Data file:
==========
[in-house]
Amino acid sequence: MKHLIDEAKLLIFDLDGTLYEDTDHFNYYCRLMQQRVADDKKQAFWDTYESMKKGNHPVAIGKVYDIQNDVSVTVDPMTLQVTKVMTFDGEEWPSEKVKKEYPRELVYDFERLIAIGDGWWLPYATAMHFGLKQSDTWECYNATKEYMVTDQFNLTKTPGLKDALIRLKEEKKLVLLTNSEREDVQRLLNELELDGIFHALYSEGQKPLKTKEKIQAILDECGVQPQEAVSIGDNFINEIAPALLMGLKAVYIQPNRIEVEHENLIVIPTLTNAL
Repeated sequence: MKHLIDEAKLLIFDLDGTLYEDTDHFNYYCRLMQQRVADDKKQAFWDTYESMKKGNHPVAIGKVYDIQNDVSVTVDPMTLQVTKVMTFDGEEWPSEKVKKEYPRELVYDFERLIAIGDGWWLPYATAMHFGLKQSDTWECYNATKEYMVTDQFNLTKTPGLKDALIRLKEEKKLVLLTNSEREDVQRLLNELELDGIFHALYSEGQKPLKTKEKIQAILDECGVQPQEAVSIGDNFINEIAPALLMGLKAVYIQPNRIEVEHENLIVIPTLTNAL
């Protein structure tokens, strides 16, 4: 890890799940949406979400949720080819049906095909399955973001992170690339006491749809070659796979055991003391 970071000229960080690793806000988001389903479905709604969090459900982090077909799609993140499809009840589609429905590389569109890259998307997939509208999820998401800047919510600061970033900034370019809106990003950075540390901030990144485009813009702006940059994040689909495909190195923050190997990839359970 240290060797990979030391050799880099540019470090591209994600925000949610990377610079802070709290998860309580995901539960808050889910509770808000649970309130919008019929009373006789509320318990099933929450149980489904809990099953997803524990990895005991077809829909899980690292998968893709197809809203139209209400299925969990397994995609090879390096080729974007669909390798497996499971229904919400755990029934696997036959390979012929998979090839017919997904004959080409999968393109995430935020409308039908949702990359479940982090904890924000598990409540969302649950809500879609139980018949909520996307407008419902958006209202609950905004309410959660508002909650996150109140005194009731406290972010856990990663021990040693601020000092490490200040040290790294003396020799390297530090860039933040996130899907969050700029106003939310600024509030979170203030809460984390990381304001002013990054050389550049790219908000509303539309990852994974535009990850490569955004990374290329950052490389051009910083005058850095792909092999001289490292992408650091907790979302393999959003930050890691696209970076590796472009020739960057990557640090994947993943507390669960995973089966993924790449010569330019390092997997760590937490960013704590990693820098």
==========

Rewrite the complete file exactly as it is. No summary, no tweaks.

[in-house]
Amino acid sequence: MKHLIDEAKLLIFDLDGTLYEDTDHFNYYCRLMQQRVADDKKQAFWDTYESMKKGNHPVAIGKVYDIQNDVSVTVDPMTLQVTKVMTFDGEEWPSEKVKKEYPRELVYDFERLIAIGDGWWLPYATAMHFGLKQSDTWECYNATKEYMVTDQFNLTKTPGLKDALIRLKEEKKLVLLTNSEREDVQRLLNELELDGIFHALYSEGQKPLKTKEKIQAILDECGVQPQEAVSIGDNFINEIAPALLMGLKAVYIQPNRIEVEHENLIVIPTLTNAL
Repeated sequence: MKHLIDEAKLLIFDLDGTLYEDTDHFNYYCRLMQQRVADDKKQAFWDTYESMKKGNHPVAIGKVYDIQNDVSVTVDPMTLQVTKVMTFDGEEWPSEKVKKEYPRELVYDFERLIAIGDGWWLPYATAMHFGLKQSDTWECYNATKEYMVTDQFNLTKTPGLKDALIRLKEEKKLVLLTNSEREDVQRLLNELELDGIFHALYSEGQKPLKTKEKIQAILDECGVQPQEAVSIGDNFINEIAPALLMGLKAVYIQPNRIEVEHENLIVIPTLTNAL
């Protein structure tokens, strides 16, 4: 890890799940949406979400949720080819049906095909399955973001992170690339006491749809070659796979055991003391 970071000229960080690793806000988001389903479905709604969090459900982090077909799609993140499809009840589609429905590389569109890259998307997939509208999820998401800047919510600061970033900034370019809106990003950075540390901030990144485009813009702006940059994040689909495909190195923050190997990839359970 240290060797990979030391050799880099540019470090591209994600925000949610990377610079802070709290998860309580995901539960808050889910509770808000649970309130919008019929009373006789509320318990099933929450149980489904809990099953997803524990990895005991077809829909899980690292998968893709197809809203139209209400299925969990397994995609090879390096080729974007669909390798497996499971229904919400755990029934696997036959390979012929998979090839017919997904004959080409999968393109995430935020409308039908949702990359479940982090904890924000598990409540969302649950809500879609139980018949909520996307407008419902958006209202609950905004309410959660508002909650996150109140005194009731406290972010856990990663021990040693601020000092490490200040040290790294003396020799390297530090860039933040996130899907969050700029106003939310600024509030979170203030809460984390990381304001002013990054050389550049790219908000509303539309990852994974535009990850490569955004990374290329950052490389051009910083005058850095792909092999001289490292992408650091907790979302393999959003930050890691696209970076590796472009020739960057990557640090994947993943507390669960995973089966993924790449010569330019390092997997760590937490960013704590990693820098």